Skepticism, Ethics, and Consensual Slavery

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Skepticism, Ethics, and Consensual Slavery

Post  Dixie on Sat Mar 20, 2010 12:20 pm

So, in the BDSM/leather community there is a "kink" called Master/slave (M/s). Without going into detail that you could read up on your own, it has to do (among those who are self-reflective about it) with consensual relationships of dominance and submission (DS), but the people in it make a distinction between the DS and M/s. To me, it seems more a matter of degree than of kind. There is a belief that the desire to participate in this kind of relationship is "hard wired" like being heterosexual or homosexual, and that as long as the relationship is negotiated in detail and is consensual, it is ethical.

The motivation of someone to be the slave is reported as "service." The nearest analogies I can make are people who are driven to religiosity (serving the lord) or military service (serving one's country), where there also can be a desire for extreme externally imposed structure, and for yielding oneself to something greater than oneself.

My motivation for raising this topic in this forum is personal. My husband is "master wired," but I am not "slave wired." He therefore would like to bring a slave into his life, to fulfill what he feels is a core need that I am unable to provide. He states that our relationship would continue to be primary, and that he and I would negotiate the whole thing out.

This raises numerous issues, both practical and philosophical. As a rationalist and atheist, I certainly am concerned about the underlying ethics, especially as I draw the parallel between someone who wishes to lose themselves in "serving god" and someone who wished to "serve a Master." I don't find the former "healthy" and by extension, question the mental health of the latter. (Please note, the yearnings and motivations represented by the slave side of this paradigm are much more articulated in that community than are the master side. Please note further that the terminology "master and slave" is unfortunate because it is culturally laden with universally negative meaning, but was historically used by the leathermen from the '50's, and is so rooted in that subculture that I doubt it will ever be sanitized to better represent what they have in mind. Note even further, that it has been my observation that within the people who represent themselves as either master or slave, there are undoubtedly some crazy and dangerous SOB's, but that is not universal, and there is introspection about the ethics of the relationship, and how to manage them.)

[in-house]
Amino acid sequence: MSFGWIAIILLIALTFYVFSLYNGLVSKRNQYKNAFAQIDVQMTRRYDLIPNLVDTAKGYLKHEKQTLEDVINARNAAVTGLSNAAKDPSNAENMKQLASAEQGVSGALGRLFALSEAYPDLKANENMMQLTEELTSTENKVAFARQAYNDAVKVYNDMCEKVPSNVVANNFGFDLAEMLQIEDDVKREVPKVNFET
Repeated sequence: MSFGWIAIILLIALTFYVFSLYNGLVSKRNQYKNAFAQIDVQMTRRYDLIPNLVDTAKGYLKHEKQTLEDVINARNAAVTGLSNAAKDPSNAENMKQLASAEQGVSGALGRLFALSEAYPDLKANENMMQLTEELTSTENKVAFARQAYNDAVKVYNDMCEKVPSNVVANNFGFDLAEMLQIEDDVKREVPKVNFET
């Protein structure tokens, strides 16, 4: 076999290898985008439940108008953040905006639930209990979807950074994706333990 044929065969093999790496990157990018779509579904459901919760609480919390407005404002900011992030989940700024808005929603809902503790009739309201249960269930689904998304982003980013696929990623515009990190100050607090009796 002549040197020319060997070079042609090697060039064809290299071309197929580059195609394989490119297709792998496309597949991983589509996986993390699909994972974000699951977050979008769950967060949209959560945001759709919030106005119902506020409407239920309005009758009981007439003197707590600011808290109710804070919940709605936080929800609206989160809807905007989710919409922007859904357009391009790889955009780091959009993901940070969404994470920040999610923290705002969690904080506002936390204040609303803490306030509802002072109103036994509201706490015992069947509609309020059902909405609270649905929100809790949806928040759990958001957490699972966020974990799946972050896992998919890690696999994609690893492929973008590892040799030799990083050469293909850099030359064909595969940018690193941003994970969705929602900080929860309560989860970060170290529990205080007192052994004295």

Much is made in this community of consent, negotiation, limits, and communication. But consent is a very cognitive construct for what appears to be a very emotional situation. Can someone who technically agrees to drink the koolaid be said to have consented, given their emotional needs? Alternatively, aren't people responsible for their own decisions about what they do and do not want, and who am I to second-guess or impede their ability to enter into any relationship they want, just because I happen to have misgivings?

I wonder how much of my kneejerk aversion is an irrational reaction, rooted in insecurity, jealousy, and judeo-christian baggage. The problem touches on many issues: monogamy, marriage, possible biases against atypical sexuality, the nature of "consent" and whether one can "consent" to non-consent in some sense, and generally the ethics of relationships.

I find it difficult to separate my emotions and baggage from my rational brain, and to apply my skeptical principles to this particular situation. Help if you have some thoughts, from a rationalist, skeptical perspective.

Dixie

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Re: Skepticism, Ethics, and Consensual Slavery

Post  Aught3 on Sun Mar 21, 2010 1:13 am

Wow this is certainly a wide ranging topic, I think I'll just give some thoughts on various aspects.

The fist point is that you seem to be desiring to suppress your emotions in what is clearly an emotional issue. I don't see any reason why you should discount your emotions or rely completely on your rational judgment. Whatever you are comfortable with should be the limit, and that's clearly an emotional boundary.

I can't think of any reason why a monogamous relationship is necessary after marriage. The main problem is how hurtful it is when the other partner finds out, not just because of the lying but because of the sense of possessiveness we have towards our partners. Not that there's any reason to let go of that feeling either, everyone must agree to it and you don't need a good reason to object - hurt feelings are more than sufficient.